Wednesday, January 14, 2009

death penalty: again?


A cry of desperation, a feeling of frustration, a plea for social order – these in reality are the common denominators of the frantic calls for the imposition of death penalty upon those proven guilty of heinous crimes. And considering that those publicly and loudly advocating death penalty almost infallibly get media attention, there are also indications that there is political mileage gained from a pro-death stance in this Country. The truth is that even Malacanang plays the game.

With weak law enforcement agencies, a dysfunctional justice system plus the great divided between the powerful rich and the helpless poor before the law of the land, how on earth could death penalty be justified? While there are still some capable and upright law enforcement agents, while there are also certain competent and trustworthy members of the judiciary – all of whom look and treat everybody as equal before the law – these valuable public servants are not only relatively few but in fact still becoming fewer during the incumbency of a locally and internationally well acknowledged corrupt and corrupting national leadership.

Criminals in uniform plus hoodlums in robe equal injustice. Power plus corruption equal injustice. Goons with guns plus gold equal injustice. This is basically why all kinds of prisons all over the land are filled with powerless and penniless individuals who are readily caught, ceremoniously tried and immediately convicted. As usual, the well known “big fishes” – much bigger criminals, more lawless characters and antisocial individuals – are all together free to benefit from their gross misdeeds and enjoy life much. These basically unjust realities in the Country are definitely neither the rational nor decent premises of a death penalty.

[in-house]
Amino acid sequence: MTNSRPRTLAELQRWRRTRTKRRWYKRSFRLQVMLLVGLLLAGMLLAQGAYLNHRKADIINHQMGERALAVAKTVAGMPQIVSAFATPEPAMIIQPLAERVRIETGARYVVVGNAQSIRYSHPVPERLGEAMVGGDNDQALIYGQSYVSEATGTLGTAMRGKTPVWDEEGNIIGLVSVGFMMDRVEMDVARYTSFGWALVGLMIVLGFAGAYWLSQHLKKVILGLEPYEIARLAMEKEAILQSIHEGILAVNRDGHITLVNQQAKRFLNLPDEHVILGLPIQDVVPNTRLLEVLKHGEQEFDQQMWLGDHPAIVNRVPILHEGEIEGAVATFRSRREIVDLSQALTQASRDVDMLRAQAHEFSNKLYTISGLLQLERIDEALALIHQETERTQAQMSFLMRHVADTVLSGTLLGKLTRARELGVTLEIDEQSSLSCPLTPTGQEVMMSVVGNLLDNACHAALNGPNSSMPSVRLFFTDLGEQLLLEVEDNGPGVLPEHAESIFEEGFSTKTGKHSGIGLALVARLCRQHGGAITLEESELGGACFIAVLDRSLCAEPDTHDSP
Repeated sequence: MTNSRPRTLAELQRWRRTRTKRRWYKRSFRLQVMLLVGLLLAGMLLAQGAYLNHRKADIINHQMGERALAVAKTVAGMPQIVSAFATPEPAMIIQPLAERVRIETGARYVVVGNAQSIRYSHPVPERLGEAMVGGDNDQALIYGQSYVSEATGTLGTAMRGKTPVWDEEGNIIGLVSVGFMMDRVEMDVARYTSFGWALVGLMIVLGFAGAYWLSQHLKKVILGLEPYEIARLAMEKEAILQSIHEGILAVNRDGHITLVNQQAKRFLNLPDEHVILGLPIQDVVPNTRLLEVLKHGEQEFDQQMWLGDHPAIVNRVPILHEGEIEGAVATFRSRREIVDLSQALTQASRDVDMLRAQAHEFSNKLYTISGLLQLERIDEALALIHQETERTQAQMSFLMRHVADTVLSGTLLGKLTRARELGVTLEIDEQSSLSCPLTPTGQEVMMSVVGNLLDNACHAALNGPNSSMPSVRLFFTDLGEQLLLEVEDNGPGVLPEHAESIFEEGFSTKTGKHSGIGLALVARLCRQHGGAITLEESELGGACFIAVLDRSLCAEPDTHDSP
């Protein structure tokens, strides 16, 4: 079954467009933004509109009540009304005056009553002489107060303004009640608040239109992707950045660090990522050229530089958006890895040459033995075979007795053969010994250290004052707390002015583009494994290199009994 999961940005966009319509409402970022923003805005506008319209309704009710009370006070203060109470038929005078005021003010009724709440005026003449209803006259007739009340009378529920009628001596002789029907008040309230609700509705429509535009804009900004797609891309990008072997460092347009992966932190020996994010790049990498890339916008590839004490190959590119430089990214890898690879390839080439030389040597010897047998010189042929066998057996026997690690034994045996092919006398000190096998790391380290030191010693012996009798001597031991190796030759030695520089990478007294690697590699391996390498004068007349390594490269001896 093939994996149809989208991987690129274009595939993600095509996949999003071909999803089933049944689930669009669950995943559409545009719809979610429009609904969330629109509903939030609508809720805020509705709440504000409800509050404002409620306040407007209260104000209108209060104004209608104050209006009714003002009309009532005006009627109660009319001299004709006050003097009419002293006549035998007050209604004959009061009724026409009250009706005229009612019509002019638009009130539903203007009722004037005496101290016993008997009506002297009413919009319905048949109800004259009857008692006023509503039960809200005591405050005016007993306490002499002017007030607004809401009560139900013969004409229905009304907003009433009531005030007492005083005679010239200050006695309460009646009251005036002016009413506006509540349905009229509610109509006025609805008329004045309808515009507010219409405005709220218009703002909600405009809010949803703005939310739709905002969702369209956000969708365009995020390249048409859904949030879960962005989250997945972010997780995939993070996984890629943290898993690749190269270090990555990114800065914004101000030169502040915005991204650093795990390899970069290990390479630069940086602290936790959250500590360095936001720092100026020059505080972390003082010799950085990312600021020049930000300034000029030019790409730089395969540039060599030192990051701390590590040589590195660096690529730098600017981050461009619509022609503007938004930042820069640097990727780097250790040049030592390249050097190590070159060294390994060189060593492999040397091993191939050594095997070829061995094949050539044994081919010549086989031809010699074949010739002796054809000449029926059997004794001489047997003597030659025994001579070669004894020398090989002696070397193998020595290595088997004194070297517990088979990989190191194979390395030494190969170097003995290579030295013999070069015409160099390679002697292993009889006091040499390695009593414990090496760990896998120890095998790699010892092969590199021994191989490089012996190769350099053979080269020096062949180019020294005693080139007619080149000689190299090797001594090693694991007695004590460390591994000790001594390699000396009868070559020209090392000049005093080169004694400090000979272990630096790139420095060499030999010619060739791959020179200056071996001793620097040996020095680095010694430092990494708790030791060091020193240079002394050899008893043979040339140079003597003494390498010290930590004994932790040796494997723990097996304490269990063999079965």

The claim that death penalty is a deterrent to big crimes is also a big fallacy. If such a claim were true, then: There should be a universal death penalty law to deter all heinous crimes the world over – which is preposterous. There should be no more big crimes in Countries where there is death penalty – which is false. There should be rampant atrocious crimes in Countries that detest death penalty – which is neither true. A credible and effective law enforcement and dependable and trusted justice system – this combination is what deters crimes.

The truth of the matter is that human justice, no matter how strict and proper, nevertheless still remains fallible. And death penalty is so terminal that human life remains ended no matter how well a wrong judgment is subsequently corrected. That is why life imprisonment, no matter how long since inflicted and notwithstanding the prolonged difficulty thereto appended, is nevertheless subject to correction when proven unjustly imposed. How does one correct an execution once already done?


Would that those advocating death penalty are very very certain that they themselves would not be subjected thereto in the event that they are found truly or falsely guilty of heinous crimes in the course of time.


+OVCruz, DD
14 January 2009